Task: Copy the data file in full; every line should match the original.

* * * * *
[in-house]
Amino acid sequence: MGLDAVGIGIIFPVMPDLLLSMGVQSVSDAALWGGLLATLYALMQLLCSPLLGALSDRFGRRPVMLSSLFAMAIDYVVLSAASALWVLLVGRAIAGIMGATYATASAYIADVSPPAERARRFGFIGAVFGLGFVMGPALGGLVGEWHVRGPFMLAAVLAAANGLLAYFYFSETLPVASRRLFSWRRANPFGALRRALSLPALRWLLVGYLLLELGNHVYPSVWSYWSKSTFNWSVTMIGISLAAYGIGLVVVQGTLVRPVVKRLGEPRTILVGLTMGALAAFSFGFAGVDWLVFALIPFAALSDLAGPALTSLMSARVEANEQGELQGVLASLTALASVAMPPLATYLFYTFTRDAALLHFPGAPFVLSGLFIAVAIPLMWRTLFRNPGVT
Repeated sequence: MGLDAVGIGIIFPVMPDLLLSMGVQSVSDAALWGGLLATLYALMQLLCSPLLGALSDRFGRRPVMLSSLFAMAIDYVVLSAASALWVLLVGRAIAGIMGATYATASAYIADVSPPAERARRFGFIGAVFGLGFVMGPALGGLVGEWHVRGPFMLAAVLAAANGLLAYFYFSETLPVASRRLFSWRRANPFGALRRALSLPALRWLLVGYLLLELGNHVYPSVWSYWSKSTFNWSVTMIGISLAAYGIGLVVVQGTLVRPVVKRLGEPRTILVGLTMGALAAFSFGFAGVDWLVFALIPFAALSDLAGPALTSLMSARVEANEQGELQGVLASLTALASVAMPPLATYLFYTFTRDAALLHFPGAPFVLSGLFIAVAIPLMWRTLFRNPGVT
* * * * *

[in-house]
Amino acid sequence: MGLDAVGIGIIFPVMPDLLLSMGVQSVSDAALWGGLLATLYALMQLLCSPLLGALSDRFGRRPVMLSSLFAMAIDYVVLSAASALWVLLVGRAIAGIMGATYATASAYIADVSPPAERARRFGFIGAVFGLGFVMGPALGGLVGEWHVRGPFMLAAVLAAANGLLAYFYFSETLPVASRRLFSWRRANPFGALRRALSLPALRWLLVGYLLLELGNHVYPSVWSYWSKSTFNWSVTMIGISLAAYGIGLVVVQGTLVRPVVKRLGEPRTILVGLTMGALAAFSFGFAGVDWLVFALIPFAALSDLAGPALTSLMSARVEANEQGELQGVLASLTALASVAMPPLATYLFYTFTRDAALLHFPGAPFVLSGLFIAVAIPLMWRTLFRNPGVT
Repeated sequence: MGLDAVGIGIIFPVMPDLLLSMGVQSVSDAALWGGLLATLYALMQLLCSPLLGALSDRFGRRPVMLSSLFAMAIDYVVLSAASALWVLLVGRAIAGIMGATYATASAYIADVSPPAERARRFGFIGAVFGLGFVMGPALGGLVGEWHVRGPFMLAAVLAAANGLLAYFYFSETLPVASRRLFSWRRANPFGALRRALSLPALRWLLVGYLLLELGNHVYPSVWSYWSKSTFNWSVTMIGISLAAYGIGLVVVQGTLVRPVVKRLGEPRTILVGLTMGALAAFSFGFAGVDWLVFALIPFAALSDLAGPALTSLMSARVEANEQGELQGVLASLTALASVAMPPLATYLFYTFTRDAALLHFPGAPFVLSGLFIAVAIPLMWRTLFRNPGVT